A Walk in the Dark A look in to the mind of an RPG designer

11May/11Off

Hazard: Calming Waters

Hazard - Calming Waters

Don't drink the water...

WARNING: If you're one of my players, this might contain spoilerific material!

I have a bit of a quandary, and figured this was as good a place as any to talk about it... Well, at least here you can speak in blurbs larger than 140 characters anyway.

As part of my campaign, I have one room that in addition to a lot of bad guys and a few other traps there is a stream of shallow water. This water - what I refer to as a Calming Waters hazard - heals the creature that touches them quite a bit (gain a used healing surge or recover your surge value in hit points, +5 temporary hit points, make an immediate save versus an effect), but that wave of healing energy is so powerful and overwhelming that it has a nasty side effect: it knocks you unconscious for at least one full turn.

In a non-combat situation that's all well and good; if a player chooses to drink from the water, well, that's his prerogative. And if he falls asleep because of it he can wake up (eventually). But what if this is a combat situation?

In the same room I have some bad guys, guys that may not even know themselves the power of the water, so they do not know how much of a tactical advantage it would be if their enemy would simply keel over and fall asleep if they so much as touched it. But they will enter combat the same way they would against any other foe, using the powers that come naturally to them. In this case, they have powers that perform forced movement (Thunderwave, for example), so it is conceivable that they could push their enemies in to the water without intending to do that in the first place.

Question: If someone is force moved in to this hazard, do they get a saving throw?

There are some factors to consider here...

First off, if you force move an enemy in to "hindering terrain", they get a saving throw; that rule is pretty cut and dry. For the record, here's the text from "Forced Movement" in the original Dungeon Master's Guide:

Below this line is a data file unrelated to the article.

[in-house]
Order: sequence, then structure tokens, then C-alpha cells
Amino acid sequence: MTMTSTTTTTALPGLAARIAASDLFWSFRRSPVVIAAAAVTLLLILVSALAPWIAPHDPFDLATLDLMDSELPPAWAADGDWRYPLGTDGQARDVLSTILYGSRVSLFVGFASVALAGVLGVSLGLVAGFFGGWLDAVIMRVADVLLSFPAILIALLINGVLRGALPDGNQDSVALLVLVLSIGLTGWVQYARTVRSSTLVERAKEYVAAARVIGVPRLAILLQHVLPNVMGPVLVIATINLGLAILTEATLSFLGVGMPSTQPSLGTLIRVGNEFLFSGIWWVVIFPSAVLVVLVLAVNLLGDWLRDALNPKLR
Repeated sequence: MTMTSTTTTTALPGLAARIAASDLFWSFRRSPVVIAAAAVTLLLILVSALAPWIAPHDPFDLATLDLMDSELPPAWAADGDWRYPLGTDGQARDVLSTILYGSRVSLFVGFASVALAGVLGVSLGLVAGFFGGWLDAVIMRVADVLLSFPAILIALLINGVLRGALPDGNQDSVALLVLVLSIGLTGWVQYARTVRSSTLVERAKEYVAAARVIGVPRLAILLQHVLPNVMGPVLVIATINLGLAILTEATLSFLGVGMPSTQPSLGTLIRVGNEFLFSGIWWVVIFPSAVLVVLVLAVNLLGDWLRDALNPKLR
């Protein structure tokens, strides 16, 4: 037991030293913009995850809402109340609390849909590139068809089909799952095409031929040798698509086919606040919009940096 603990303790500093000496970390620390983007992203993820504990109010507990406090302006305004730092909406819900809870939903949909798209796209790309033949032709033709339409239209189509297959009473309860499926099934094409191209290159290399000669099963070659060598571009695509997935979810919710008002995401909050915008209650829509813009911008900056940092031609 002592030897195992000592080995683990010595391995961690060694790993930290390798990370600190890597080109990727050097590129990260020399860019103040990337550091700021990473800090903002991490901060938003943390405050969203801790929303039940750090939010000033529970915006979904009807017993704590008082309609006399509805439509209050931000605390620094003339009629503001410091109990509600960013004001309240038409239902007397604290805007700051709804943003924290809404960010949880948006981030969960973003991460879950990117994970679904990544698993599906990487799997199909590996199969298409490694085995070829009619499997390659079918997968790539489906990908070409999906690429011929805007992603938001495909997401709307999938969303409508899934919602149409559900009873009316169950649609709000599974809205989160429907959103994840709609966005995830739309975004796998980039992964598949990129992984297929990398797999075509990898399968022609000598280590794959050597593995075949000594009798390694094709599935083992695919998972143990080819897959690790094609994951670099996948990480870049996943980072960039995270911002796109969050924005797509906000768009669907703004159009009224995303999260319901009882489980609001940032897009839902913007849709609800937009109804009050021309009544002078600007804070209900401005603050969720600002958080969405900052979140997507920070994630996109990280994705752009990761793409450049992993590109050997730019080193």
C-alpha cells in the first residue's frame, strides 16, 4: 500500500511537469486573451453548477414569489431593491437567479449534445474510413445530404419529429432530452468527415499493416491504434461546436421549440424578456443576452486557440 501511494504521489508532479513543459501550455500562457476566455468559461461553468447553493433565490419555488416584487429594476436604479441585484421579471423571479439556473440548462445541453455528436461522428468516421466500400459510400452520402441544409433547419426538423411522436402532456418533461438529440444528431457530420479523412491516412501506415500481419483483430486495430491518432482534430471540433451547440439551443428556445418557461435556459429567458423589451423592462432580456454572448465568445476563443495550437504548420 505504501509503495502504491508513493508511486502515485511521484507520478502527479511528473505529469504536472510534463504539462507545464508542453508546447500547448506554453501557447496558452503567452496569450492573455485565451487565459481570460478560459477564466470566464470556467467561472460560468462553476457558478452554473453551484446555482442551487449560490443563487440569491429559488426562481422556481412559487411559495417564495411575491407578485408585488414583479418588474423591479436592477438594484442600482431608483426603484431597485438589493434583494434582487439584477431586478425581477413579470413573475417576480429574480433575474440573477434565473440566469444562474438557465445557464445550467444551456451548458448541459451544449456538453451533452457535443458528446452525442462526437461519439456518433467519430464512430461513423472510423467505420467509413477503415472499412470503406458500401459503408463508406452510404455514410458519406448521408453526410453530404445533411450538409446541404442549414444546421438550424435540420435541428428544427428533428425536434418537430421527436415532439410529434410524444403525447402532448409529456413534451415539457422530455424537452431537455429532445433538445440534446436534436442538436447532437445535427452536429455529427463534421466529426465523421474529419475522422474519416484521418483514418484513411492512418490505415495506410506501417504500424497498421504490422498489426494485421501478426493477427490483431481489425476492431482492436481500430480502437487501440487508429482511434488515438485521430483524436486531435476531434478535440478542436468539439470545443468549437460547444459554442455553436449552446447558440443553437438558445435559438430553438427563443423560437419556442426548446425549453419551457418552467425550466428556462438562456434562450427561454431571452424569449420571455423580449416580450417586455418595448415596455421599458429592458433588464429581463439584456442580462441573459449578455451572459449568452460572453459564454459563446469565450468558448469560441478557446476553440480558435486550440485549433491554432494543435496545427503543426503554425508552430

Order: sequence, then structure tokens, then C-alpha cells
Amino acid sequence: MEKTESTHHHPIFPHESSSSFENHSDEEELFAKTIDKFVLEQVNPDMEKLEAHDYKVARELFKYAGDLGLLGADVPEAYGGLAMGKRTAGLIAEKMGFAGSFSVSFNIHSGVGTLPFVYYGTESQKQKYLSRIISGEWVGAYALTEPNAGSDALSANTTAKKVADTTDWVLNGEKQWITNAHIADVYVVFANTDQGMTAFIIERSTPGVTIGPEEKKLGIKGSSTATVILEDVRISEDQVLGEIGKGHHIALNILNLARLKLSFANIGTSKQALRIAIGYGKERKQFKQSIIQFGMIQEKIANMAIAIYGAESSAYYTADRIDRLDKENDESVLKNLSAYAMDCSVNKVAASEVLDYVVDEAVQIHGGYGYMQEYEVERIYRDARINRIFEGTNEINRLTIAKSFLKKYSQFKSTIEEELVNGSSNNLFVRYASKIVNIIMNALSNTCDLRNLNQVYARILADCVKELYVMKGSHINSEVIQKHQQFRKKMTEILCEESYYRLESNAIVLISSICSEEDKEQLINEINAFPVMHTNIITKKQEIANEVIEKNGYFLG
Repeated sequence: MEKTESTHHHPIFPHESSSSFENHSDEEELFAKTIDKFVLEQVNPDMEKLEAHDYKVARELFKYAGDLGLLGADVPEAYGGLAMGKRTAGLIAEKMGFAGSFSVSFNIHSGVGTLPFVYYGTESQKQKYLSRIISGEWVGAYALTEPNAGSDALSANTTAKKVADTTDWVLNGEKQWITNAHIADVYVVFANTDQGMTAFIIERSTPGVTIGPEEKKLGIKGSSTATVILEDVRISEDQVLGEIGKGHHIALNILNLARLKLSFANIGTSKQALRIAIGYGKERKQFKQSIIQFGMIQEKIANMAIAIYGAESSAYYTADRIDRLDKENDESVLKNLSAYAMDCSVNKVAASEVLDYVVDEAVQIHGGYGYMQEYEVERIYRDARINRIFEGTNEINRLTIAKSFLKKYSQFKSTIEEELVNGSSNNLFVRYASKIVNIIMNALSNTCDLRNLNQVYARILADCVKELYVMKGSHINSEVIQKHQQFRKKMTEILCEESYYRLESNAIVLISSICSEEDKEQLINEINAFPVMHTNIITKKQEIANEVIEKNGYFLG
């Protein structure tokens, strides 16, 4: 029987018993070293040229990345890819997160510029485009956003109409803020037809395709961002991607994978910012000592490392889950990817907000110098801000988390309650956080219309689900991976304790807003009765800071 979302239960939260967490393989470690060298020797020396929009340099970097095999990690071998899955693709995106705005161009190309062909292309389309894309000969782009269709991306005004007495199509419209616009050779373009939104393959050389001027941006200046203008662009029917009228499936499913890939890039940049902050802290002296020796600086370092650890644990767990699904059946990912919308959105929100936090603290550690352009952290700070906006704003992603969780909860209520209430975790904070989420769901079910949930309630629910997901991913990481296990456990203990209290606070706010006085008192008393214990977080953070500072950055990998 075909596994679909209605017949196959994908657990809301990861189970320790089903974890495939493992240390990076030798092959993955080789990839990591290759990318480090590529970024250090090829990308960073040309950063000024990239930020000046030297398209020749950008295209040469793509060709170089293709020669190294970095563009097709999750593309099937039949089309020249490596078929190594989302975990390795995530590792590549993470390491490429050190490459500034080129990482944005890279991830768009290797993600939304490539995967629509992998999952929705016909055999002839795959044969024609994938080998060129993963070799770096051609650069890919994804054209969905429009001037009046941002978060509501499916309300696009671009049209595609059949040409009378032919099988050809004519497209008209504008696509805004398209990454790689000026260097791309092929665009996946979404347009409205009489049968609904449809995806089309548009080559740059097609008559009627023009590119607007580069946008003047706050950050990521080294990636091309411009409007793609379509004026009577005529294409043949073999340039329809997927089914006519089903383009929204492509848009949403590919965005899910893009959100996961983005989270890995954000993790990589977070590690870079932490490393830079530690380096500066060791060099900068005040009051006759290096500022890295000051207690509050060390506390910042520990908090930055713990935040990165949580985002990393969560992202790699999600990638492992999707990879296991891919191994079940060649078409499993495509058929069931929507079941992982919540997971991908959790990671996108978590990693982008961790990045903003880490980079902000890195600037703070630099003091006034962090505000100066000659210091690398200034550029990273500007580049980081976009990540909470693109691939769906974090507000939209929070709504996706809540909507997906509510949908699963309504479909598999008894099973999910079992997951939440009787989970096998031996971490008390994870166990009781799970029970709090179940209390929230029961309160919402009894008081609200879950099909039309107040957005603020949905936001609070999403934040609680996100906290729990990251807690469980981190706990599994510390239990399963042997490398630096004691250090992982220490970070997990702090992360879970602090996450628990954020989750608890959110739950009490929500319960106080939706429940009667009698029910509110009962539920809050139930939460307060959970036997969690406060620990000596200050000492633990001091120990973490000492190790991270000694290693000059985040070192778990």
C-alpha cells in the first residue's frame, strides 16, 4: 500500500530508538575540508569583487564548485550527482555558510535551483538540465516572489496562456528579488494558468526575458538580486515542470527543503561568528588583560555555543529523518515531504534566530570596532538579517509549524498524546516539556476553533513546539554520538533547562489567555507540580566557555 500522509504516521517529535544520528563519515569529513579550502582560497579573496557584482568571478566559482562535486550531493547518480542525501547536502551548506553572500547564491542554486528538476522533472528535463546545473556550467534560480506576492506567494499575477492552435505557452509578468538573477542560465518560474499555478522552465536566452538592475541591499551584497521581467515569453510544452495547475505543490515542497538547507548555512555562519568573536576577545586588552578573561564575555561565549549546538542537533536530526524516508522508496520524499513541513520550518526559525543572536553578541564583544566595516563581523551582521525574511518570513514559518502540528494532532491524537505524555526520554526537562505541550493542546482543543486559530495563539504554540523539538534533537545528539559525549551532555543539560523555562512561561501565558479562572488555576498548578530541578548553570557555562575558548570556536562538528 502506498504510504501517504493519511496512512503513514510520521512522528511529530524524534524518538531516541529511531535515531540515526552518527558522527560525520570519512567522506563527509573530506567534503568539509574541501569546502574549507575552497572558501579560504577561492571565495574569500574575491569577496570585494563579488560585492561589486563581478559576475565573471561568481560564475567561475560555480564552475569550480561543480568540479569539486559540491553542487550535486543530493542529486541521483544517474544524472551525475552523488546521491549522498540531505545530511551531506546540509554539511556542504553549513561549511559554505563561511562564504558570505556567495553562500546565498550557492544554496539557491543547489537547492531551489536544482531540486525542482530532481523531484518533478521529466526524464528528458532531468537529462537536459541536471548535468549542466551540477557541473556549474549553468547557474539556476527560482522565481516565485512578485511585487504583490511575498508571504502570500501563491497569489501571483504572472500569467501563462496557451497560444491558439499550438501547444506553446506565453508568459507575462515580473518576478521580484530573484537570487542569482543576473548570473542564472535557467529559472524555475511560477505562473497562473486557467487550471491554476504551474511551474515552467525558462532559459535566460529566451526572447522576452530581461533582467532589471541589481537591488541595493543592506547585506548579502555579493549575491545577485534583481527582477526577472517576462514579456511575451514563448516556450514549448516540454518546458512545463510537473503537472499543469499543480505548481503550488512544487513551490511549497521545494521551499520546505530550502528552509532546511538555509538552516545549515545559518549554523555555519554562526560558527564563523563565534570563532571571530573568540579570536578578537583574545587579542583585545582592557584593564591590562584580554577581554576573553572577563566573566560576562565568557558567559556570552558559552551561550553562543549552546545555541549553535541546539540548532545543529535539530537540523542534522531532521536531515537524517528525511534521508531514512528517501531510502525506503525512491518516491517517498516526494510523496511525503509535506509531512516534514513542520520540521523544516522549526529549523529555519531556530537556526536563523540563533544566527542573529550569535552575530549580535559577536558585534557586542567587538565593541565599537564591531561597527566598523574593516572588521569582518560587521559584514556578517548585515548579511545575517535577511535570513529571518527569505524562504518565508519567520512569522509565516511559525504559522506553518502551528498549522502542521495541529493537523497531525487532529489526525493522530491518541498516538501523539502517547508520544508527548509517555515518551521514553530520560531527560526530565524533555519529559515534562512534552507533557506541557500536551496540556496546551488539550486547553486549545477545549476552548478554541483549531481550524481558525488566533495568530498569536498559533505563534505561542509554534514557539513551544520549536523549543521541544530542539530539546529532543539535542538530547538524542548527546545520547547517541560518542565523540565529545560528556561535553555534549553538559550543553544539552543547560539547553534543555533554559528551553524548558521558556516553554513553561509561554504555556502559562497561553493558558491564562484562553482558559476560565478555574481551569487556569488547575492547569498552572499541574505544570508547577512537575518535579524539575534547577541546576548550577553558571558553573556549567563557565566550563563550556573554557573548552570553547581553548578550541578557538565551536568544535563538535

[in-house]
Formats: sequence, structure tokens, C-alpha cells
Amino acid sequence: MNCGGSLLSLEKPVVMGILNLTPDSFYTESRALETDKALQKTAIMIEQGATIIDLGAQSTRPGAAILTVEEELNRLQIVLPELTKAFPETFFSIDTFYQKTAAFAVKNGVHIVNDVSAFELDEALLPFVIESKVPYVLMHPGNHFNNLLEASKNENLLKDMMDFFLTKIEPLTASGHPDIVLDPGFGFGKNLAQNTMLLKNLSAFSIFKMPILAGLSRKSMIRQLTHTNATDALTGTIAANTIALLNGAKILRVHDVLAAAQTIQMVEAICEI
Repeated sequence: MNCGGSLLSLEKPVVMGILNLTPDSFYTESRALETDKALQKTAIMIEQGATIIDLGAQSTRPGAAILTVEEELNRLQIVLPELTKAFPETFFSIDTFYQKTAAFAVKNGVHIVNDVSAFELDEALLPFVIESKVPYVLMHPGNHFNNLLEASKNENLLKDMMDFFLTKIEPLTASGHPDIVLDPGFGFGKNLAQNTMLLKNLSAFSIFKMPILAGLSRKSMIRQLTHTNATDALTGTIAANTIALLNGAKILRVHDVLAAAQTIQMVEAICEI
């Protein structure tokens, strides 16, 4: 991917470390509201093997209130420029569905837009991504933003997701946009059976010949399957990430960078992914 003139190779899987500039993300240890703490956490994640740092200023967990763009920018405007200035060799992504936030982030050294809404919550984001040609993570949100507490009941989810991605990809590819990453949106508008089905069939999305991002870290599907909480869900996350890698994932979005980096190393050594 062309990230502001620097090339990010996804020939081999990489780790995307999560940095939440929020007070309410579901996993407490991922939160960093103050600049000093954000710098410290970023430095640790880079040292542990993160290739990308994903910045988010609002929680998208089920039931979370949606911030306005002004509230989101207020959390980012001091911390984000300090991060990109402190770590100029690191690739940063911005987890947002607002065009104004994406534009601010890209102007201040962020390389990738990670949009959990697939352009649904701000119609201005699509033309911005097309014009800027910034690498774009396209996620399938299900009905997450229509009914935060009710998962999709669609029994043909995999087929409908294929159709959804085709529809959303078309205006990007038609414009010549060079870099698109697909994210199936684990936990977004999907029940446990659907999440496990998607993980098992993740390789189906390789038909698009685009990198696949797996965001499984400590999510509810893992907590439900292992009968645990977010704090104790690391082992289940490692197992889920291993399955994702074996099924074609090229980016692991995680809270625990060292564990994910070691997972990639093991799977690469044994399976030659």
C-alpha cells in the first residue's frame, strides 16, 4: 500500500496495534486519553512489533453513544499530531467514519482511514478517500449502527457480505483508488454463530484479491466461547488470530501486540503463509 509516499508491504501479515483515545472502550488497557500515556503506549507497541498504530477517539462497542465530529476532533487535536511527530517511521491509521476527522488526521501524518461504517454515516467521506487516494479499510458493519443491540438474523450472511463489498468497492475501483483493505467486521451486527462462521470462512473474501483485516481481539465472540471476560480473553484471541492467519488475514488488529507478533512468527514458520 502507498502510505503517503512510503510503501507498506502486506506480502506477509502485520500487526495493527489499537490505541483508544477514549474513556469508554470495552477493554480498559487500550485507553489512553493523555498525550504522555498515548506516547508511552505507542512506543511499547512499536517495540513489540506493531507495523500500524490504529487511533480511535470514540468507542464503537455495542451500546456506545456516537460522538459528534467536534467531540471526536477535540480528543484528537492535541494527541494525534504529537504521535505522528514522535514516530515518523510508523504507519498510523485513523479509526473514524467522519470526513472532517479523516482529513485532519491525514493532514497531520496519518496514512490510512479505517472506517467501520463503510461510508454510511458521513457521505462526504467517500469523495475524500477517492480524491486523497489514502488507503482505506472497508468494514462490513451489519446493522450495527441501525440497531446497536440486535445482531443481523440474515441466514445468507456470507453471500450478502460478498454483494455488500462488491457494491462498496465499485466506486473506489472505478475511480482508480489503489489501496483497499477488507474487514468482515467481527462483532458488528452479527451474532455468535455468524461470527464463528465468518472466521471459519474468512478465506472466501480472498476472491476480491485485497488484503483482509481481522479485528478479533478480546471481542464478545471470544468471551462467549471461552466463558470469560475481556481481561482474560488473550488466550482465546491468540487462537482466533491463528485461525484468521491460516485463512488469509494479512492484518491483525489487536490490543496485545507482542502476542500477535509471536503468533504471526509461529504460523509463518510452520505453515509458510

Hindering Terrain: Forced movement can force targets into hindering terrain. Targets forced into hindering terrain receive a saving throw immediately before entering the unsafe square they are forced into. Success leaves the target prone at the edge of the square before entering the unsafe square.

...and the text for "Hindering Terrain" from the Rules Compendium:

A type of terrain that hinders creatures, usually by damaging them. Examples: Pits, lava, and deep water. A creature can make a saving throw when it is pulled, pushed, slid, or teleported into hindering terrain.

But is it really hindering terrain? I can't help but think that the concept of whether a patch of land is "unsafe" is up to interpretation by the creature. The enemy may not know it's hindering terrain or that it poses a threat, choosing simply to walk safely around it and not get their feet wet. "Pits, lava and deep water" are pretty clearly dangerous, so an enemy would have it in his best interests to avoid them, but the calm waters are visually nothing more than a shallow (no more than a foot deep), crystal clear pool of water. To the naked eye, it's only difficult terrain until something comes in contact with it.

So if I were a player who got pushed in to the water and the DM tells me "make a saving throw", my first question would be "why?" The act of making the saving throw indicates to me that the water *is* dangerous, something that I probably didn't have any idea of beforehand. It immediately ruins the illusion that the water is either harmless or can have a positive effect.

My issue isn't about saving throws during the entire encounter... My issue is with the first saving throw, when a blissfully unaware creature finds themselves ankle deep in really soothing water until they black out.

The way I handled it before is that the first time it happened that person would not get a saving throw, and the hazard would attack normally. If it missed, they would still not know it is "unsafe", so others that went in wouldn't get a save either. But from the first time it hits and knocks out a target, everyone gets a save.

If this were "fourthcore", there wouldn't be a doubt: you're going in whether you like it or not. Actually, the waters probably wouldn't even get an attack roll and knock you on your ass instantly, but that's not quite the case here. 😉

What do you think?

6May/11Off

Contest Results (Finally)!